Farm: Lopez Portillo
Varietal: Caturra (50%), Typica (20%)& Garnica (30%)
Processing: Fully washed
Altitude: 1750 meters above sea level
Owner: Pedro Perez Lopez
Town / City: Sibactel, Tenejapa
Lopez Portillo Organic - Mexico
Having begun coffee farming simply as a source of income for his family, Pedro is a true visionary when it comes to Mexican specialty coffee. For many in Mexico, coffee is seen as nothing more than a commodity. Pedro, however, views his hectares as a luxury good, similar to wine or tequila, focusing him to produce an excellent cup.
Originally inheriting the land from his father, Finca Lopez Portillo has been in Pedro’s family for generations. So much so, the farm’s name, Lopez, is simply named after the family that owns it. For many producers in the region, coffee is often grown along with other produce such as corn or tropical fruits. For Pedro however, it is solely coffee that populates the 2-hectare farm. Instead of producing a variety of crops, Pedro likes to focus his energy into producing the best coffee crop that he can. Pedro says that he enjoys the idea and reward of producing a luxury product, as well as the added benefit that it continues to keep the younger generation interested in farming.
As an organic producer, production at Finca Lopez Portillo is free from added pesticides or fertilisers, with old cherry pulp used to rejuvenate the soil. This does, however, leave coffee trees open to disease, with one of the main challenges at Finca Lopez Portillo being the maintenance of older trees. To combat this issue, new trees are planted regularly, with tree age varying only from 3 to 18 years and averaging at just seven years old. Regularly adding new trees also allow producers to cycle in new varieties such as Marsellesa; the variety is becoming increasingly popular in the region for its resistance to leaf rust.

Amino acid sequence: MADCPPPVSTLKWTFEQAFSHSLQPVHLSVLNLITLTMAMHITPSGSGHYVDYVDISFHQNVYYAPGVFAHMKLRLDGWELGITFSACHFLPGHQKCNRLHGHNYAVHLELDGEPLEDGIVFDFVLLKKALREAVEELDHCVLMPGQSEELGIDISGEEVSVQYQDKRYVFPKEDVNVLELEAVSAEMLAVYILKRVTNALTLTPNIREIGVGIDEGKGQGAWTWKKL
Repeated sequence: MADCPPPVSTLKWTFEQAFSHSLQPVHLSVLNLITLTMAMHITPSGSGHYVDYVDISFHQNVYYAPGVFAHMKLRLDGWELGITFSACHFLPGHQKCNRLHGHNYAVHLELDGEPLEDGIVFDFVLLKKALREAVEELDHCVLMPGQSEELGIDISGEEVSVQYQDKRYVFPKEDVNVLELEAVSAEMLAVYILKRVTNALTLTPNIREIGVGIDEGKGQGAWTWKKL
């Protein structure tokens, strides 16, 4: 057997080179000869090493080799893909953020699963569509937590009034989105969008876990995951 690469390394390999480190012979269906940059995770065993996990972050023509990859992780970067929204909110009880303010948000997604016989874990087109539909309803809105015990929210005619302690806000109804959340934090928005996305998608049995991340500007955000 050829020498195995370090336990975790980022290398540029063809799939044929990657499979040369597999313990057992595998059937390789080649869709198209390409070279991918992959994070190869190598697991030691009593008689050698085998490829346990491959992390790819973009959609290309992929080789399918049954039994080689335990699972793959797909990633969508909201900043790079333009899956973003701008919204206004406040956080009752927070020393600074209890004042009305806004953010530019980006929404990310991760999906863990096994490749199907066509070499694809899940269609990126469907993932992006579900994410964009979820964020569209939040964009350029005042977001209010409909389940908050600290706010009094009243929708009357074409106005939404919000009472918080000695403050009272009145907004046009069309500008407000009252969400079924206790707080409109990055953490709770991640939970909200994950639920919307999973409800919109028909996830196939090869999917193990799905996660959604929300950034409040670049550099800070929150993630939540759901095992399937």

Processing in the region begins initially with coffee cherry being selectively handpicked, before being bagged and brought to the farms own wet mill. Typically, three passes are carried out during the harvest, with one final round used to collect dried cherries and green cherries to create ‘Cerezo’ (sold to Coyotes for national consumption).
At the farm's wet mill, the coffee cherry is first pulped of its cherry, before being cleaned with fresh water from the nearby mountains and placed into tanks to ferment. Here, the beans will remain for around 24 hours, depending on the climate. Once complete, the coffee is placed into the farms ‘Guardiola’ (mechanical dryer) and slowly dried, maintaining control to keep the flavour of the bean. Finally, the dried coffee is milled at the farm, before being taken to our export partners, Caricafe & AMSA, to be graded.
Caricafe is known for its strict measures in grading bean quality. Firstly, bean size and density are measured, before each lot is cupped. All coffees that score above 84pts on the SCA scale, such as the case for this lot, are separated from the rest of the regional lot to be sold under their own name. As well as assessing on delivery, Caricafe & AMSA’s field team (SMS) visit farms during the harvest season, helping them to select and pick cherry at their ripest point, improving the quality for the overall group.
Finca Lopez Portillo’s engagement with C.A.F.E. Practices helps to guarantee fair treatment of the land, helping renovate trees, as well as banning child labour and improving social standing for workers. However, some of the biggest challenges faced in the region as well as at Finca Lopez Portillo, come in the form of climate change and labour shortages. This year in particular (2020), unexpected rains and labour shortages caused by tightening border controls from Guatemala, meant that Pedro was only able to conduct two passes during picking. However, due to the hard work of Pedro and his family and the SMS team, Finca Lopez Portillo was still able to produce a fantastic crop.